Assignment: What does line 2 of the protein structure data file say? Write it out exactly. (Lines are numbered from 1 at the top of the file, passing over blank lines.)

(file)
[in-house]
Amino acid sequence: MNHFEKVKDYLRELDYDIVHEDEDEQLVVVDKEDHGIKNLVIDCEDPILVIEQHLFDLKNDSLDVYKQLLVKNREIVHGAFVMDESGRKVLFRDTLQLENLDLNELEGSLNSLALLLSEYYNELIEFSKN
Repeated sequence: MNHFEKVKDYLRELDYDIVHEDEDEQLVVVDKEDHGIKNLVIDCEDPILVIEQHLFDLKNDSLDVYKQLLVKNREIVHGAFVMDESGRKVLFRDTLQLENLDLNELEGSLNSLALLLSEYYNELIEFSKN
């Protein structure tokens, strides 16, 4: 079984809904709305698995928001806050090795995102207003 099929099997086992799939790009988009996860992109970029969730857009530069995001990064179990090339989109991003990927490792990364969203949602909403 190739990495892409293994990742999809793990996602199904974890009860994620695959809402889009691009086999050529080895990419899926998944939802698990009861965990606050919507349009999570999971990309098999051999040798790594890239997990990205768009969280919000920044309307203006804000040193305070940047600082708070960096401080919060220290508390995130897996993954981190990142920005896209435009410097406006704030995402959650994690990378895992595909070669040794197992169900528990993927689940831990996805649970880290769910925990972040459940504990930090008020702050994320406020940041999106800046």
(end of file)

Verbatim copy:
Amino acid sequence: MNHFEKVKDYLRELDYDIVHEDEDEQLVVVDKEDHGIKNLVIDCEDPILVIEQHLFDLKNDSLDVYKQLLVKNREIVHGAFVMDESGRKVLFRDTLQLENLDLNELEGSLNSLALLLSEYYNELIEFSKN